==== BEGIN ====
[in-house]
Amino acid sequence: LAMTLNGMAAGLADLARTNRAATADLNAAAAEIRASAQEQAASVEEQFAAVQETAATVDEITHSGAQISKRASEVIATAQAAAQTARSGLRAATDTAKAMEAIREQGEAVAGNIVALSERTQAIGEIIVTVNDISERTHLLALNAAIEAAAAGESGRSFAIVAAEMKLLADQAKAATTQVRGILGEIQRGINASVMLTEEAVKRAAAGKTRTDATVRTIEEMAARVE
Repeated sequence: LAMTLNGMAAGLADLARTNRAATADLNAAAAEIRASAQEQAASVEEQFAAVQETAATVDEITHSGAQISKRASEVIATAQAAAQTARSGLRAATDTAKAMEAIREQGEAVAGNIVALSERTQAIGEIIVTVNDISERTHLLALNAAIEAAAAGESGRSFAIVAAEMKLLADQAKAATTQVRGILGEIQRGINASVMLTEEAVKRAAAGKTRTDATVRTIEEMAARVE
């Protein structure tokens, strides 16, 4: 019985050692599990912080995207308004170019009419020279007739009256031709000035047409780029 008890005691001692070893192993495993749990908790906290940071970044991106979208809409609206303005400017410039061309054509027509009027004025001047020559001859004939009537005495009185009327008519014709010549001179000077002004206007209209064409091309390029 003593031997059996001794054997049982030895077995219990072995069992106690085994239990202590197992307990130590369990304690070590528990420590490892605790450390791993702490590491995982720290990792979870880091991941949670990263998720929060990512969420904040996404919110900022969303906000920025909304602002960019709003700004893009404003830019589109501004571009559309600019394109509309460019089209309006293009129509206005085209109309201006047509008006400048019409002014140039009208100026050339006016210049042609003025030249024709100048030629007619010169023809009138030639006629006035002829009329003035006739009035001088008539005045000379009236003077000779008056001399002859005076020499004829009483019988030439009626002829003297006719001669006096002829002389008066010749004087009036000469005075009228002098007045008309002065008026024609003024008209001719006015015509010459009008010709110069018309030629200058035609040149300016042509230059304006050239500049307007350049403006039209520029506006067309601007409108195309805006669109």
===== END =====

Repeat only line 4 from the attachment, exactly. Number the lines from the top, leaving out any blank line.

């Protein structure tokens, strides 16, 4: 019985050692599990912080995207308004170019009419020279007739009256031709000035047409780029 008890005691001692070893192993495993749990908790906290940071970044991106979208809409609206303005400017410039061309054509027509009027004025001047020559001859004939009537005495009185009327008519014709010549001179000077002004206007209209064409091309390029 003593031997059996001794054997049982030895077995219990072995069992106690085994239990202590197992307990130590369990304690070590528990420590490892605790450390791993702490590491995982720290990792979870880091991941949670990263998720929060990512969420904040996404919110900022969303906000920025909304602002960019709003700004893009404003830019589109501004571009559309600019394109509309460019089209309006293009129509206005085209109309201006047509008006400048019409002014140039009208100026050339006016210049042609003025030249024709100048030629007619010169023809009138030639006629006035002829009329003035006739009035001088008539005045000379009236003077000779008056001399002859005076020499004829009483019988030439009626002829003297006719001669006096002829002389008066010749004087009036000469005075009228002098007045008309002065008026024609003024008209001719006015015509010459009008010709110069018309030629200058035609040149300016042509230059304006050239500049307007350049403006039209520029506006067309601007409108195309805006669109």